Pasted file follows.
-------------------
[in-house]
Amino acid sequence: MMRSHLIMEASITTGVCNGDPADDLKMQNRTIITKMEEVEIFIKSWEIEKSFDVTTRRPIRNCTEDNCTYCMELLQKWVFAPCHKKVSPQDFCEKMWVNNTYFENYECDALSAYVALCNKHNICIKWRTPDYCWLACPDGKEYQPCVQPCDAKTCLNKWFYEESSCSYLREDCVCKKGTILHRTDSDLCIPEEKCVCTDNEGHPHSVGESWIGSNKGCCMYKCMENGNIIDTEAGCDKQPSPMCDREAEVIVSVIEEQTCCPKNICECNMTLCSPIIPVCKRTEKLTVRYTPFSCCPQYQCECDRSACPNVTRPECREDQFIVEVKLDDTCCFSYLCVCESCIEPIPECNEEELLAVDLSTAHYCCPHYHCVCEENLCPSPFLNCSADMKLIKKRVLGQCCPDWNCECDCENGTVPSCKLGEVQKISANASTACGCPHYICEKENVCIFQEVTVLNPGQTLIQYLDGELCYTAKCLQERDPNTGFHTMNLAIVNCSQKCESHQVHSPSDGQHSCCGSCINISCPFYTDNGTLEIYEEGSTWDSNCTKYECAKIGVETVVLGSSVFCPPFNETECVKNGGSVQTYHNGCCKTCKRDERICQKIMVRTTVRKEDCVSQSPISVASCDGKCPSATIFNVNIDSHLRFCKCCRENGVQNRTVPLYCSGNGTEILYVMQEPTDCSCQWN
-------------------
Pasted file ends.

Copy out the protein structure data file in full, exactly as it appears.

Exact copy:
[in-house]
Amino acid sequence: MMRSHLIMEASITTGVCNGDPADDLKMQNRTIITKMEEVEIFIKSWEIEKSFDVTTRRPIRNCTEDNCTYCMELLQKWVFAPCHKKVSPQDFCEKMWVNNTYFENYECDALSAYVALCNKHNICIKWRTPDYCWLACPDGKEYQPCVQPCDAKTCLNKWFYEESSCSYLREDCVCKKGTILHRTDSDLCIPEEKCVCTDNEGHPHSVGESWIGSNKGCCMYKCMENGNIIDTEAGCDKQPSPMCDREAEVIVSVIEEQTCCPKNICECNMTLCSPIIPVCKRTEKLTVRYTPFSCCPQYQCECDRSACPNVTRPECREDQFIVEVKLDDTCCFSYLCVCESCIEPIPECNEEELLAVDLSTAHYCCPHYHCVCEENLCPSPFLNCSADMKLIKKRVLGQCCPDWNCECDCENGTVPSCKLGEVQKISANASTACGCPHYICEKENVCIFQEVTVLNPGQTLIQYLDGELCYTAKCLQERDPNTGFHTMNLAIVNCSQKCESHQVHSPSDGQHSCCGSCINISCPFYTDNGTLEIYEEGSTWDSNCTKYECAKIGVETVVLGSSVFCPPFNETECVKNGGSVQTYHNGCCKTCKRDERICQKIMVRTTVRKEDCVSQSPISVASCDGKCPSATIFNVNIDSHLRFCKCCRENGVQNRTVPLYCSGNGTEILYVMQEPTDCSCQWN